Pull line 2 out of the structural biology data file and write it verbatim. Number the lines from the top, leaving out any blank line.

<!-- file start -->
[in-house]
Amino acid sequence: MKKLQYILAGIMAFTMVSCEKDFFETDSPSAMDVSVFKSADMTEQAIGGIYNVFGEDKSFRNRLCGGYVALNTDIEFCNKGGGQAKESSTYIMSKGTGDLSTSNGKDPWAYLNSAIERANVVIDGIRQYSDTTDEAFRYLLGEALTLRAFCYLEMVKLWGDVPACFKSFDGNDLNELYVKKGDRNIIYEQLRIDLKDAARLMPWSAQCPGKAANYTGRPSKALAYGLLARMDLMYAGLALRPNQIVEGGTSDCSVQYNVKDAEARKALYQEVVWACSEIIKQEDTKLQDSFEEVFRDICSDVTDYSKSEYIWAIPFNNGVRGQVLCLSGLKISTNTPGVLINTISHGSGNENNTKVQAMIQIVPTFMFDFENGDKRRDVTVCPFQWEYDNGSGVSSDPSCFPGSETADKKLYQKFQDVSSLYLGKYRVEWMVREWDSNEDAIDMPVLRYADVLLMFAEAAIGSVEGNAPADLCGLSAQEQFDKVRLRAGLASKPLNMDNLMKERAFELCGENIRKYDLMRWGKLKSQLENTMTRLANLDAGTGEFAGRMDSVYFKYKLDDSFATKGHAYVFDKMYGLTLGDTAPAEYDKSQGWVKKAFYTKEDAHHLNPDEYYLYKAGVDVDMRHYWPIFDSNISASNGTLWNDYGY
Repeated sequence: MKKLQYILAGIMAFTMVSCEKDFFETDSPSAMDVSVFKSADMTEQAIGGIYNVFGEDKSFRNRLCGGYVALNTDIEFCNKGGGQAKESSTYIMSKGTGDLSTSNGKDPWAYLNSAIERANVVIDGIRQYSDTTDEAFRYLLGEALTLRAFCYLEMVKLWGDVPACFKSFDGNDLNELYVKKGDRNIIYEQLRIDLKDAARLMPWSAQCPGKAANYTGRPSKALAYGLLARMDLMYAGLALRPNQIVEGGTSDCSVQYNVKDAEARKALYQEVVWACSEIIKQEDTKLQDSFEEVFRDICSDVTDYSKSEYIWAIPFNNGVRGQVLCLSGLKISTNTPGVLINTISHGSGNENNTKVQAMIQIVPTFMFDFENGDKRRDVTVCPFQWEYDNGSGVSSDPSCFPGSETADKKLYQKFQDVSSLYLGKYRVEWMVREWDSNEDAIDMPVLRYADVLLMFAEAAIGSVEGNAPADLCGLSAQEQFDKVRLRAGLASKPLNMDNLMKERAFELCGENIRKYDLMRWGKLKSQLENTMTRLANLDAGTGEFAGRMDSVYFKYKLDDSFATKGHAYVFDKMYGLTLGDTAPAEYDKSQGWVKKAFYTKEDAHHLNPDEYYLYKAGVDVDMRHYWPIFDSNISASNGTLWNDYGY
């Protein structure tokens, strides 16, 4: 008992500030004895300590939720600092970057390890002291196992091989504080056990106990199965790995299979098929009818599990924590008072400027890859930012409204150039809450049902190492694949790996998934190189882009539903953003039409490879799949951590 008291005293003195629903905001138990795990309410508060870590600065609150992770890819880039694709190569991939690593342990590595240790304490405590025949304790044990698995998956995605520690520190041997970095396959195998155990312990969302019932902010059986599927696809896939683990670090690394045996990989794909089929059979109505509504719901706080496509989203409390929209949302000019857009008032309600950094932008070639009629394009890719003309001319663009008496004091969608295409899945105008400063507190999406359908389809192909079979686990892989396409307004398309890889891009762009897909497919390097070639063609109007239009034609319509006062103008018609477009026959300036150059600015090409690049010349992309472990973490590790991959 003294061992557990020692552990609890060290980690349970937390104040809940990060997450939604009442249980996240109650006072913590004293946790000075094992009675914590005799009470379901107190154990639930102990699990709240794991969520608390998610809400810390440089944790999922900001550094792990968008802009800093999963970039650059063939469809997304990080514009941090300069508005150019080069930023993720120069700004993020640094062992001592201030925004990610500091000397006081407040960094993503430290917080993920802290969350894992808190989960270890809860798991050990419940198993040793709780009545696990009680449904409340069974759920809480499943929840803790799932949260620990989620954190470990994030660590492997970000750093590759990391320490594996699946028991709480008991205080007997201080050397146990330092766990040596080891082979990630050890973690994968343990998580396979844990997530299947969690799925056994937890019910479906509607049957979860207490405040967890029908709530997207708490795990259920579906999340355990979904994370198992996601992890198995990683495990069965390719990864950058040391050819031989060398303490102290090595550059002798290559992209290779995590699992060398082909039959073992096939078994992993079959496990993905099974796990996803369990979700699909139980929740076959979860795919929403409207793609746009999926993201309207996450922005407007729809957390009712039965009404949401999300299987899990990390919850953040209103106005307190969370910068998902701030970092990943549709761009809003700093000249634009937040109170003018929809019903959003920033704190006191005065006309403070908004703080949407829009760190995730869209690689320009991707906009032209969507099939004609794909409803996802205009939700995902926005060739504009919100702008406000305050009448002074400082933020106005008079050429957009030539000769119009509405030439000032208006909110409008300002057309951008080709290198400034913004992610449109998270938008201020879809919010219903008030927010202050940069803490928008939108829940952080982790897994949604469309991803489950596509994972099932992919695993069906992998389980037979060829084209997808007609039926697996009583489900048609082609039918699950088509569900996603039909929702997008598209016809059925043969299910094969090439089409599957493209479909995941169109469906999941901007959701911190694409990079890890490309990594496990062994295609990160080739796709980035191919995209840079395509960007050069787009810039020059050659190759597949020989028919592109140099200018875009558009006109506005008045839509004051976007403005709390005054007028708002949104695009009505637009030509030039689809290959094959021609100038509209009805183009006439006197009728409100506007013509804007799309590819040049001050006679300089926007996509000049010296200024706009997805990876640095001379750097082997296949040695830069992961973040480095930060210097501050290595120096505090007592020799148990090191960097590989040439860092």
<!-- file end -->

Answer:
Amino acid sequence: MKKLQYILAGIMAFTMVSCEKDFFETDSPSAMDVSVFKSADMTEQAIGGIYNVFGEDKSFRNRLCGGYVALNTDIEFCNKGGGQAKESSTYIMSKGTGDLSTSNGKDPWAYLNSAIERANVVIDGIRQYSDTTDEAFRYLLGEALTLRAFCYLEMVKLWGDVPACFKSFDGNDLNELYVKKGDRNIIYEQLRIDLKDAARLMPWSAQCPGKAANYTGRPSKALAYGLLARMDLMYAGLALRPNQIVEGGTSDCSVQYNVKDAEARKALYQEVVWACSEIIKQEDTKLQDSFEEVFRDICSDVTDYSKSEYIWAIPFNNGVRGQVLCLSGLKISTNTPGVLINTISHGSGNENNTKVQAMIQIVPTFMFDFENGDKRRDVTVCPFQWEYDNGSGVSSDPSCFPGSETADKKLYQKFQDVSSLYLGKYRVEWMVREWDSNEDAIDMPVLRYADVLLMFAEAAIGSVEGNAPADLCGLSAQEQFDKVRLRAGLASKPLNMDNLMKERAFELCGENIRKYDLMRWGKLKSQLENTMTRLANLDAGTGEFAGRMDSVYFKYKLDDSFATKGHAYVFDKMYGLTLGDTAPAEYDKSQGWVKKAFYTKEDAHHLNPDEYYLYKAGVDVDMRHYWPIFDSNISASNGTLWNDYGY